Predictions for regional consolidation have been borne out. Iowa public radio now operates as an umbrella, rather than as separate stations; other regional powerhouses, such as San Francisco’s KQED and Austin’s KUT, have engaged in aggressive land grabs by acquiring additional stations. Minnesota Public Radio, which introduced winner-take-all economics into public radio, split off from the distributor it co-founded, NPR’s arch-rival Public Radio International (PRI), and, true to form, began jacking up rates for its programming. Overall, the rich got richer, and the poor simply vanished. NPR currently operates two channels on Sirius satellite radio, but the “tent poles” of Morning Edition and All Things Considered remain firmly staked to terrestrial broadcasting. Stations, which purchase programming from NPR and other suppliers, would never allow their two chief moneymakers to bypass them. Local programming is largely an afterthought at the station level (and NPR, to its eternal shame, worked in conjunction with the NAB to hobble the low-power FM movement). NPR also offers streams of canned programming to stations for rebroadcast on their web sites, but the results, as far as I can tell, have been underwhelming in terms of both carriage and listenership.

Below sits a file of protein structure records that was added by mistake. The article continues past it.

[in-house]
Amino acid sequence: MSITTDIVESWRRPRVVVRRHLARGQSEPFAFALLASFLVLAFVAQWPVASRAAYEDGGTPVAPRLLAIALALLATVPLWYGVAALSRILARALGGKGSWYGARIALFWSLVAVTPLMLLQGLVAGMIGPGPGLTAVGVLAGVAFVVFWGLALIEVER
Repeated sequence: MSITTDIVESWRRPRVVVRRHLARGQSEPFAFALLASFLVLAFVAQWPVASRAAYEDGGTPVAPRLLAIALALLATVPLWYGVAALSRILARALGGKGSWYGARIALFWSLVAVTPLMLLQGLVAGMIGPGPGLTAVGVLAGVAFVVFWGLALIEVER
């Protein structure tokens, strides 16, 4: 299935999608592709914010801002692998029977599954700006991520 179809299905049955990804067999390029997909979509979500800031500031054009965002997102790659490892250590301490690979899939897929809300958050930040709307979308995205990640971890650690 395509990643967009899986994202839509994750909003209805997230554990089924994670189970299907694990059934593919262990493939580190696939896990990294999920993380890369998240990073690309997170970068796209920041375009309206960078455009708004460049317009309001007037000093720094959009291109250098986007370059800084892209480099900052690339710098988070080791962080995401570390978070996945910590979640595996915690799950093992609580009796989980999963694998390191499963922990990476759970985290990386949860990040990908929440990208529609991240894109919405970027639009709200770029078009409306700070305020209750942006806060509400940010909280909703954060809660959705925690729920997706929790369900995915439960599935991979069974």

The wild card, which virtually no one could have predicted seven years ago, was the advent and popularity of podcasting. The audience research gurus who essentially set NPR and station policies throughout the ’80s and ’90s based their embrace of commercial programming strategies on the belief that listeners approach radio passively, listening to stations rather than discrete programs. However, a director at Boston’s WGBH found that Morning Edition was downloaded approximately 14,000 times a week in December, 2005 despite no promotion whatsoever. In contrast, the program’s RealAudio stream drew less than 50 listeners a week. Yet podcasting is no panacea, either. A micropayment system, implemented for station non-members, may discourage use, and producers may provide their programs through other venues. The economics also are problematic, since stations must add server capacity as they draw new listeners. The existence of a “digital divide” ensures that substantial portions of the population will lack access to broadband technology in the foreseeable future (although NPR historically has had little use for the folks on the other side of the tracks). Most importantly, the local stations that form the core of the public radio system do little more than vend the programs – they don’t create them.